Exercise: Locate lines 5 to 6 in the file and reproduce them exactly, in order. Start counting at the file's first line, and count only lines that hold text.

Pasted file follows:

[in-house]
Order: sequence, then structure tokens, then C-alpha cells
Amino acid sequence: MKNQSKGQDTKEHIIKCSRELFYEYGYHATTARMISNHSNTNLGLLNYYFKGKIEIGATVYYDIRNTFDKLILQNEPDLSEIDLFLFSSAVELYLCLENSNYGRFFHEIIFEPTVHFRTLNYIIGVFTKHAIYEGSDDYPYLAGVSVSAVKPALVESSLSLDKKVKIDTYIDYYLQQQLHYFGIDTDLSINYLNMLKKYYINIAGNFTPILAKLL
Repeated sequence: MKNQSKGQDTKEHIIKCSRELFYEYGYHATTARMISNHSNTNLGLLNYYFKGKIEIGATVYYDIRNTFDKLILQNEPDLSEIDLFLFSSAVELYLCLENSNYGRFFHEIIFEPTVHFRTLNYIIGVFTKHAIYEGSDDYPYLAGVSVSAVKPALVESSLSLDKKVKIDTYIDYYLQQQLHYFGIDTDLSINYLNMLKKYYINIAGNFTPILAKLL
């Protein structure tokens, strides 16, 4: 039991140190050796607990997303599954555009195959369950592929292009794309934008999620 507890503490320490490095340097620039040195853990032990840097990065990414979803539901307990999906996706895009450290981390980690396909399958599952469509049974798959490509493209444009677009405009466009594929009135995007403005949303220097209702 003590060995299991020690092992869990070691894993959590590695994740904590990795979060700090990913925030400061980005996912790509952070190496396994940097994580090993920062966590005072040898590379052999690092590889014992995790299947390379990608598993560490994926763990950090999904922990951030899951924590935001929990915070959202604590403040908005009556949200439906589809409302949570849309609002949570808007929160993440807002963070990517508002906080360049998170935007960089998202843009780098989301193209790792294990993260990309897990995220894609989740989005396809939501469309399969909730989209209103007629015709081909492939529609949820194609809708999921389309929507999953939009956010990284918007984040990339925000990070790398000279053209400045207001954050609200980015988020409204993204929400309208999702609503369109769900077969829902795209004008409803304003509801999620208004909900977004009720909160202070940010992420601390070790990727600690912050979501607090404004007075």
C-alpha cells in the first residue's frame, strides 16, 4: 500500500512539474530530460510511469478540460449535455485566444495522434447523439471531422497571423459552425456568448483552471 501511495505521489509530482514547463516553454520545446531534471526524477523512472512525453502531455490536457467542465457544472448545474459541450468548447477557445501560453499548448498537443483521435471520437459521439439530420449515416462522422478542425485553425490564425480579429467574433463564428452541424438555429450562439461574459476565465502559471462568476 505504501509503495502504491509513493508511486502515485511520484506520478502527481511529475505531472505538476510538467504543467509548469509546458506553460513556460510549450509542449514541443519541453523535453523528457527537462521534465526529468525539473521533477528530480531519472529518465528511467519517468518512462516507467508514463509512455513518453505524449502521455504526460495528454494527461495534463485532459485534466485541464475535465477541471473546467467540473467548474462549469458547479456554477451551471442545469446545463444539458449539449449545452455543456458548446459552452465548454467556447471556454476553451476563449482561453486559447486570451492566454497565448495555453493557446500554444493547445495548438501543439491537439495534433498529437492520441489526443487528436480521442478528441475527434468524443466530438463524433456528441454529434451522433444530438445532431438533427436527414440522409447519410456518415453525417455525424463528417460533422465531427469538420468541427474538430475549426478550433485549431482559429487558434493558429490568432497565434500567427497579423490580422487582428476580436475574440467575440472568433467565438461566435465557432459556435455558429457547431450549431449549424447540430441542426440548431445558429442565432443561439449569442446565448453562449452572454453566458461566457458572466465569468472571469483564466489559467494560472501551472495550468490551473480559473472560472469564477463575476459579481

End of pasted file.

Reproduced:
């Protein structure tokens, strides 16, 4: 039991140190050796607990997303599954555009195959369950592929292009794309934008999620 507890503490320490490095340097620039040195853990032990840097990065990414979803539901307990999906996706895009450290981390980690396909399958599952469509049974798959490509493209444009677009405009466009594929009135995007403005949303220097209702 003590060995299991020690092992869990070691894993959590590695994740904590990795979060700090990913925030400061980005996912790509952070190496396994940097994580090993920062966590005072040898590379052999690092590889014992995790299947390379990608598993560490994926763990950090999904922990951030899951924590935001929990915070959202604590403040908005009556949200439906589809409302949570849309609002949570808007929160993440807002963070990517508002906080360049998170935007960089998202843009780098989301193209790792294990993260990309897990995220894609989740989005396809939501469309399969909730989209209103007629015709081909492939529609949820194609809708999921389309929507999953939009956010990284918007984040990339925000990070790398000279053209400045207001954050609200980015988020409204993204929400309208999702609503369109769900077969829902795209004008409803304003509801999620208004909900977004009720909160202070940010992420601390070790990727600690912050979501607090404004007075």
C-alpha cells in the first residue's frame, strides 16, 4: 500500500512539474530530460510511469478540460449535455485566444495522434447523439471531422497571423459552425456568448483552471 501511495505521489509530482514547463516553454520545446531534471526524477523512472512525453502531455490536457467542465457544472448545474459541450468548447477557445501560453499548448498537443483521435471520437459521439439530420449515416462522422478542425485553425490564425480579429467574433463564428452541424438555429450562439461574459476565465502559471462568476 505504501509503495502504491509513493508511486502515485511520484506520478502527481511529475505531472505538476510538467504543467509548469509546458506553460513556460510549450509542449514541443519541453523535453523528457527537462521534465526529468525539473521533477528530480531519472529518465528511467519517468518512462516507467508514463509512455513518453505524449502521455504526460495528454494527461495534463485532459485534466485541464475535465477541471473546467467540473467548474462549469458547479456554477451551471442545469446545463444539458449539449449545452455543456458548446459552452465548454467556447471556454476553451476563449482561453486559447486570451492566454497565448495555453493557446500554444493547445495548438501543439491537439495534433498529437492520441489526443487528436480521442478528441475527434468524443466530438463524433456528441454529434451522433444530438445532431438533427436527414440522409447519410456518415453525417455525424463528417460533422465531427469538420468541427474538430475549426478550433485549431482559429487558434493558429490568432497565434500567427497579423490580422487582428476580436475574440467575440472568433467565438461566435465557432459556435455558429457547431450549431449549424447540430441542426440548431445558429442565432443561439449569442446565448453562449452572454453566458461566457458572466465569468472571469483564466489559467494560472501551472495550468490551473480559473472560472469564477463575476459579481